As much as this story is based in fantasy, there is something very human about it. The character’s lives are filled with tragedies and in many cases sadness, showing that their not exempt from the human condition. If ever there was an argument against people in society having powers, this would be the series that shows the downside. It’s a treat to pick apart this series each month as Kindt continues to pack so many panels of story and backstory that from cover all the way to the back page is a total thrill ride. Right now I’m personally enjoying the true crime novel that’s written in the spine and find it to be so unique for a comic book, but even more fascinating is the fact that it ties into the world of Mind MGMT. I usually skip the front cover story because it’s usually short and I hate to spoil it, but Kindt has out done himself with this issue. The story of The Wish was probably the most amazing take on a cat burglar that I’ve ever read. Her ability to find and pick items that she’ll random need for any job was such an awesome twist that I really wanted to continue reading her exploits and sincerely hope that she’ll play a part in the overall story soon.
After that we dive into what’s clearly a story within a story that breaks from the norm of Kindt’s panel layout; it opts for a two by four layout instead. The tale is about two twin sisters with several mental powers. One day at the zoo the girls split up and begin experiencing everything the other is seeing and experiencing; they describe it as having a double experience. Their day ends with them being kidnapped by Mind MGMT, but after testing poorly they’re brought back to their parents that never knew they were missing. From there they continued to develop their talents for writing and art and soon enough are recruited again for Mind MGMT. Our story begins to pull out and we find Meru reading about the Perrier sisters who we’ve already met one half of.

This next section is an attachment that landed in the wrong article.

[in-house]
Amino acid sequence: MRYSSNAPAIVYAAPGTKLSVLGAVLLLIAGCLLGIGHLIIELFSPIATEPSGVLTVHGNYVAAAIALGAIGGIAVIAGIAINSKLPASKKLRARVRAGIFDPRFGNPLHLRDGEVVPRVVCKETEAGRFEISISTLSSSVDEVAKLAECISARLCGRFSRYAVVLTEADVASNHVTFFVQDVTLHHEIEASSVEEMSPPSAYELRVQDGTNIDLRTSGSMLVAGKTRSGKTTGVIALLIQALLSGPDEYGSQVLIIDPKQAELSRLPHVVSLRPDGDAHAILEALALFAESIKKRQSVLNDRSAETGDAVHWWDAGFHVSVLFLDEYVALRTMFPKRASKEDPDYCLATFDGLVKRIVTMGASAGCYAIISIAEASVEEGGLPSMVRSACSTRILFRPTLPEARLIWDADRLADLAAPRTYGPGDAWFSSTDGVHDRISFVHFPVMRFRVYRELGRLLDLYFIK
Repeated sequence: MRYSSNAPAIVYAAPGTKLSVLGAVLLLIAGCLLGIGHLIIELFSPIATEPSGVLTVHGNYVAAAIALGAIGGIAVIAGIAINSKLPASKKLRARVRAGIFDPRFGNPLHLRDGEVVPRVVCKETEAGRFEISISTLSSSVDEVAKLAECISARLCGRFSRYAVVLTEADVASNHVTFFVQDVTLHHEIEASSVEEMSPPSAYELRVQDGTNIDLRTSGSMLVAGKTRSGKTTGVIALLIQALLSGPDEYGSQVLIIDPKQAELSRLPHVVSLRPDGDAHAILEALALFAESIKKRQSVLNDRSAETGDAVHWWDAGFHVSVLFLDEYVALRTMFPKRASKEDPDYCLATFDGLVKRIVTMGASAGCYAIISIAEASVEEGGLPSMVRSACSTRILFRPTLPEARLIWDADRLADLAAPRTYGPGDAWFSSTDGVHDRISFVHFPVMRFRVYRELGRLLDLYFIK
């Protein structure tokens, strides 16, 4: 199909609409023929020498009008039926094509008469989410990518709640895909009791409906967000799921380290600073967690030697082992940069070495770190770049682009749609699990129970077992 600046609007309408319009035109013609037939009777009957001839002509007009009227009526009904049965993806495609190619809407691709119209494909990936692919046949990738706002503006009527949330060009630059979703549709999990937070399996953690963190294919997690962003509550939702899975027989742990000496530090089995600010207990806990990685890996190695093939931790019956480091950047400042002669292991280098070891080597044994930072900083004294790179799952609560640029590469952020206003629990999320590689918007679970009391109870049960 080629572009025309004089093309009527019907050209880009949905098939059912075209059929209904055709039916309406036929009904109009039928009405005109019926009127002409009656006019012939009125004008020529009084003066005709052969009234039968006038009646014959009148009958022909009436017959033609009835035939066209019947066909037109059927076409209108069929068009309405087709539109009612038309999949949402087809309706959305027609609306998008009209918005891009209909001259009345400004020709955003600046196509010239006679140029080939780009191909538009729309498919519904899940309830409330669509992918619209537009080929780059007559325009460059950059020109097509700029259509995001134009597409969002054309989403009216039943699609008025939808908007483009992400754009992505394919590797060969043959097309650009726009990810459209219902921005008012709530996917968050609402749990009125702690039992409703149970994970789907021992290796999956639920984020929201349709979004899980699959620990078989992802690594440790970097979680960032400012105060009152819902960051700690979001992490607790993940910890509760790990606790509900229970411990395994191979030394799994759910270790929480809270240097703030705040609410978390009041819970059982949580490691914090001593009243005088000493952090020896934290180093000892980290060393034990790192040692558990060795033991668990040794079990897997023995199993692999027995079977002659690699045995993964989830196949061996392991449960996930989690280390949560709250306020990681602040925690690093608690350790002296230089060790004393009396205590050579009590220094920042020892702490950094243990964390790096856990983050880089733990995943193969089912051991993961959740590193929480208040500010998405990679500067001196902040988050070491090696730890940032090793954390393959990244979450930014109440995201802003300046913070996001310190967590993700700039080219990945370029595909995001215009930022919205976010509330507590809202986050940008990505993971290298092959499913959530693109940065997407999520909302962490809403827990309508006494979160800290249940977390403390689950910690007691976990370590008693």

Lyme and Meru talk to the remaining Perrier sister and even though we know that they both know more about her sister’s death, they remain quite (of course in Meru’s case she doesn’t actually remember). She mentions her sister having a map and so they head out to get it when a group of people crash through the windows of Perrier’s office. They begin running and are swarmed by a mob. The three of them make it to the car and drive off, but we see the sniper on the roof of the building and he takes an amazing shot with just a pistol. The bullet kills a bird and continues moving killing a driver of another car and then dipping through grazing Meru’s neck before hitting the back of Lyme’s head rest. It’s intense for sure, but the story only intensifies from there.
There are so many things that Kindt does visually that I know are intentional, but look accidental. They’re there to make you question the story and since the story is basically questioning everything, it’s the perfect addition. To be honest if I didn’t point out the fact that the bullet the sniper shot hit Lyme’s head rest, I doubt you would have noticed it. My first time through the issue I was so focused on Meru that I never even thought of the fact that bullet that grazed her still had somewhere to go. It could very well be that since it’s never mentioned that it’s nothing other than a miss, but it could very well be that Lyme just had the back of his head blown out and has already healed himself. Yet that too would change everything as Lyme has stated himself that he was no good at the immortal training.
I never pick up this series and think that Kindt is going to “phone in” an issue. I’m always excited to see what amazing journey he’s going to take us on and I find myself captivated more each time I read an issue. However long of a run Mind MGMT ends up being, I will be there for it. This is an amazing series and definitely one of the best things to come from Dark Horse Comics, ever.
Writer/Artist/Creator: Matt Kindt Publisher: Dark Horse Comics Price: $3.99 Release Date: 2/20/13